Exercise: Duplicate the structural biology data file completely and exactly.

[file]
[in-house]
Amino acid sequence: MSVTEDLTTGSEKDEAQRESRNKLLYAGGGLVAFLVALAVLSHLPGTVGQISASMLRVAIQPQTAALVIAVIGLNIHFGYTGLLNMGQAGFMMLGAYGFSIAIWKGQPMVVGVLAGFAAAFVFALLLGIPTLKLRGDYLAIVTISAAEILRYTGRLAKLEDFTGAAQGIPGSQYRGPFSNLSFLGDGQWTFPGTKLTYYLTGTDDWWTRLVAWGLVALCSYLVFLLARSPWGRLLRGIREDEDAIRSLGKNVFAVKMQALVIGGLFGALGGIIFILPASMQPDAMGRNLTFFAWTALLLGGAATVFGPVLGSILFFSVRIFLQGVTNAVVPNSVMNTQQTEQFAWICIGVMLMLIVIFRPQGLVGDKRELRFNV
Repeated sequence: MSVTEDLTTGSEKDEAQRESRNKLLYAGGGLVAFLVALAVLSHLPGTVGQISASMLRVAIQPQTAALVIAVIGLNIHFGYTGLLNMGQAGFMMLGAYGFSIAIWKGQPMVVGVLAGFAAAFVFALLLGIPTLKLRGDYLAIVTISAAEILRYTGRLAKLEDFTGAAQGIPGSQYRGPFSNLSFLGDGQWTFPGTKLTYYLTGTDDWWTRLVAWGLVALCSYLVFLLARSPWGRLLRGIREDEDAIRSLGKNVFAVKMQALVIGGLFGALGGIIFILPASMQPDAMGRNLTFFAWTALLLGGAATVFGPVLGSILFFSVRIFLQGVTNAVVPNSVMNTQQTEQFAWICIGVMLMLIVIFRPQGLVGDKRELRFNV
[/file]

[in-house]
Amino acid sequence: MSVTEDLTTGSEKDEAQRESRNKLLYAGGGLVAFLVALAVLSHLPGTVGQISASMLRVAIQPQTAALVIAVIGLNIHFGYTGLLNMGQAGFMMLGAYGFSIAIWKGQPMVVGVLAGFAAAFVFALLLGIPTLKLRGDYLAIVTISAAEILRYTGRLAKLEDFTGAAQGIPGSQYRGPFSNLSFLGDGQWTFPGTKLTYYLTGTDDWWTRLVAWGLVALCSYLVFLLARSPWGRLLRGIREDEDAIRSLGKNVFAVKMQALVIGGLFGALGGIIFILPASMQPDAMGRNLTFFAWTALLLGGAATVFGPVLGSILFFSVRIFLQGVTNAVVPNSVMNTQQTEQFAWICIGVMLMLIVIFRPQGLVGDKRELRFNV
Repeated sequence: MSVTEDLTTGSEKDEAQRESRNKLLYAGGGLVAFLVALAVLSHLPGTVGQISASMLRVAIQPQTAALVIAVIGLNIHFGYTGLLNMGQAGFMMLGAYGFSIAIWKGQPMVVGVLAGFAAAFVFALLLGIPTLKLRGDYLAIVTISAAEILRYTGRLAKLEDFTGAAQGIPGSQYRGPFSNLSFLGDGQWTFPGTKLTYYLTGTDDWWTRLVAWGLVALCSYLVFLLARSPWGRLLRGIREDEDAIRSLGKNVFAVKMQALVIGGLFGALGGIIFILPASMQPDAMGRNLTFFAWTALLLGGAATVFGPVLGSILFFSVRIFLQGVTNAVVPNSVMNTQQTEQFAWICIGVMLMLIVIFRPQGLVGDKRELRFNV